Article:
With Abravanel Hall’s future in question, Lazarova leads a high-voltage Utah Symphony concert

Sat May 18, 2024 at 12:29 pm
Delyana Lazarova conducted the Utah Symphony Friday night at Abravanel Hall.

The Utah Symphony returned to Abravanel Hall Friday night for the first concerts since the public learned of an existential threat to the hall, and the orchestra could hardly have planned its homecoming any better.

Salt Lake County Mayor Jenny Wilson announced Tuesday that she prefers to keep the hall “in its present form” after an earlier statement indicated it might be demolished and rebuilt as part of new NHL owner Ryan Smith’s proposed downtown sports and entertainment district.

Before the concert, young people in the lobby distributed gold ribbon pins and “Save Abravanel Hall” badges, Afterward, Carolyn Abravanel, widow of the hall’s namesake, urged the throng who gathered for the ceremonial lighting of brand-new signage to keep pressuring Salt Lake City and Salt Lake County officials to preserve the auditorium.

In between, a near-capacity audience heard conductor Delyana Lazarova lead supercharged performances of one proven crowd-pleaser, one slightly lesser-known masterpiece, and one charming new work.

The curtain-raiser was Dobrinka Tabakova’s Orpheus’ Comet, a surprisingly upbeat six-minute take on the ever-popular legend. The work is dominated by a relentless buzzing figure in the brass—bees feature prominently in an early telling by Virgil—that eventually swarms through the full orchestra. Lazarova kept the energy at full boil, with occasional string interludes allowing listeners to pause, catch their breaths and contemplate the night sky.

Former Bountiful resident Wendy Bryn Harmer, who wowed Utah Opera audiences in The Flying Dutchman last season, returned to Salt Lake City to sing Ravel’s song cycle Shéhérazade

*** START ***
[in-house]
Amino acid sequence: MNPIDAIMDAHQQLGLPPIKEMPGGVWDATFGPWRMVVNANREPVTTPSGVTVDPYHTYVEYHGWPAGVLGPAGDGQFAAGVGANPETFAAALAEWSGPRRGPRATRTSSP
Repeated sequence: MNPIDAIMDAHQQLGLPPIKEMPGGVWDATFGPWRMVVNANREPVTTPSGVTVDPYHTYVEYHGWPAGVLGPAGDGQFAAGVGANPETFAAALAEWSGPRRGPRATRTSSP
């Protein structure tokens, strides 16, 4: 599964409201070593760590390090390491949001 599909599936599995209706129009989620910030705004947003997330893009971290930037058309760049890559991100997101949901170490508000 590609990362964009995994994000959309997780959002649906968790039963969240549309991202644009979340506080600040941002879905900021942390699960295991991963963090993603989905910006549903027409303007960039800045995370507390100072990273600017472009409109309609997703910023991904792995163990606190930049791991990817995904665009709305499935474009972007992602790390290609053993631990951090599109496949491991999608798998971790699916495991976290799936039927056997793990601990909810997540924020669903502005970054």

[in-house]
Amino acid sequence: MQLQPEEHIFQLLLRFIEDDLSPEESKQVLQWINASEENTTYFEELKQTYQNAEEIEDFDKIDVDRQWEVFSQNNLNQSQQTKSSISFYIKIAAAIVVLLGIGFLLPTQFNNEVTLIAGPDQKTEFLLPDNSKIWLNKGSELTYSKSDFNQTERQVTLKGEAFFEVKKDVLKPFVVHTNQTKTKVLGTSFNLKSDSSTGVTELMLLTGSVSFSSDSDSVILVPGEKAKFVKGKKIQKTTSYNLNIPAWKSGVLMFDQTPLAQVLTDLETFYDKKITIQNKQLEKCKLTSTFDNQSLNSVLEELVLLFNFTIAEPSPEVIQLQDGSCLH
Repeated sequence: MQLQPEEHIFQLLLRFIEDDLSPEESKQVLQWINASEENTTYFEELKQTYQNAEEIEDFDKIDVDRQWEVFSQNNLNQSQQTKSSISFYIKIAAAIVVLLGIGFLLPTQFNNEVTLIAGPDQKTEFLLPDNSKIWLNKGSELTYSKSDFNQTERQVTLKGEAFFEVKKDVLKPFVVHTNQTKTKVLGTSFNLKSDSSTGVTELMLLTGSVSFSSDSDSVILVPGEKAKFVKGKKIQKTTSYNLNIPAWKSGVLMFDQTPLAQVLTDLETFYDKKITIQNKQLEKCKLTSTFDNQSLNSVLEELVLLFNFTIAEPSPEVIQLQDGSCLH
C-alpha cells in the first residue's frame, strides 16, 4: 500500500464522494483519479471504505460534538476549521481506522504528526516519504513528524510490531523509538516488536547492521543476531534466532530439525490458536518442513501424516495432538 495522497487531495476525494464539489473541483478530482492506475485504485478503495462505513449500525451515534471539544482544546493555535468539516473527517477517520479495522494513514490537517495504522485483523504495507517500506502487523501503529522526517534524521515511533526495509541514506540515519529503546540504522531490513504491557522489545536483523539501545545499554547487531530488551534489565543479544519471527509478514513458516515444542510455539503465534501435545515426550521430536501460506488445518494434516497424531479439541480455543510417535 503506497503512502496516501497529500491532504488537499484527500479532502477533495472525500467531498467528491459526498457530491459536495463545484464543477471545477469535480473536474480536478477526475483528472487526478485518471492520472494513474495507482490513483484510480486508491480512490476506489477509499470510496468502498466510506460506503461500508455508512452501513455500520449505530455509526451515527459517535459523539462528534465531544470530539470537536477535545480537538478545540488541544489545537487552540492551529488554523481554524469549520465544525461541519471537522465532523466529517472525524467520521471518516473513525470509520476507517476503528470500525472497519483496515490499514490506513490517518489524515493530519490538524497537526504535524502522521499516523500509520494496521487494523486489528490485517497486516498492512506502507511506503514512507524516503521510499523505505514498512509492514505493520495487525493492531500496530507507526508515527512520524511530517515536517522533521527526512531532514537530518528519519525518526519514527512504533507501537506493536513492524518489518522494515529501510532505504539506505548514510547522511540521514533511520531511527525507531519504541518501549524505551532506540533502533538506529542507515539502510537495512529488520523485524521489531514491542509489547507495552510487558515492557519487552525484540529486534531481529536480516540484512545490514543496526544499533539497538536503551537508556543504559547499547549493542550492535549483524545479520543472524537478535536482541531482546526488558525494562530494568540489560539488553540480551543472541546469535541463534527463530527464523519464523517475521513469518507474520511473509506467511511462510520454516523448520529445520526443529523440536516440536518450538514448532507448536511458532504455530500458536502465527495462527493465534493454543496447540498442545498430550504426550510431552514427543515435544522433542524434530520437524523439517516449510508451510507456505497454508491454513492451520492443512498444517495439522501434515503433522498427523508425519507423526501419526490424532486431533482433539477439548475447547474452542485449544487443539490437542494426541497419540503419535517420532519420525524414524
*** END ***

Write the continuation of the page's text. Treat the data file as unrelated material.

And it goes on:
Harmer’s performance Friday was every bit as stunning as her Senta. A renowned interpreter of Wagner might not seem like a logical choice for this repertoire, but Harmer’s lustrous soprano proved well-suited to Ravel’s impressionistic song-cycle. She skillfully evoked a wide range of moods: dreamy, fanciful, yearning, impassioned. 

The projected titles felt a bit superfluous, especially in the first movement—both because the travelogue is peppered with old-fashioned stereotypes and because Harmer and the orchestra painted such a vivid picture on their own. Flutist Mercedes Smith, oboist Zachary Hammond and harpist Louise Vickerman, in particular, made Ravel’s exquisite orchestration glitter.

After intermission came Rimsky-Korsakov’s Scheherazade, a blockbuster showpiece for the entire orchestra. Under Lazarova’s direction, the turbulent ocean scenes felt terrifyingly real and the romantic tales of princes and princesses were spellbinding. There were a couple of moments when the conductor created the uniquely thrilling sensation that chaos was about to erupt—if not for the splendid articulation of the strings assuring the audience that the situation was under control.

Concertmaster Madeline Adkins did stellar work with the beguiling storyteller violin theme that ties the suite together, but several of her colleagues also delivered world-class solo turns, from Hammond, Smith and Vickerman to clarinetist Tad Calcara, bassoonist Lori Wike and the entire trombone section. 

So stunning was Hammond and Wike’s work in the second movement, in fact, that some patrons sprang from their seats in an apparently spontaneous mid-performance standing ovation. But there was much more to come, and whether out of appreciation for the generous music-making, love for the venue itself, or a combination of the two, the audience reacted with one of the longest, noisiest Abravanel Hall ovations in recent memory.

The program will be repeated 5:30 p.m. Saturday. utahsymphony.org

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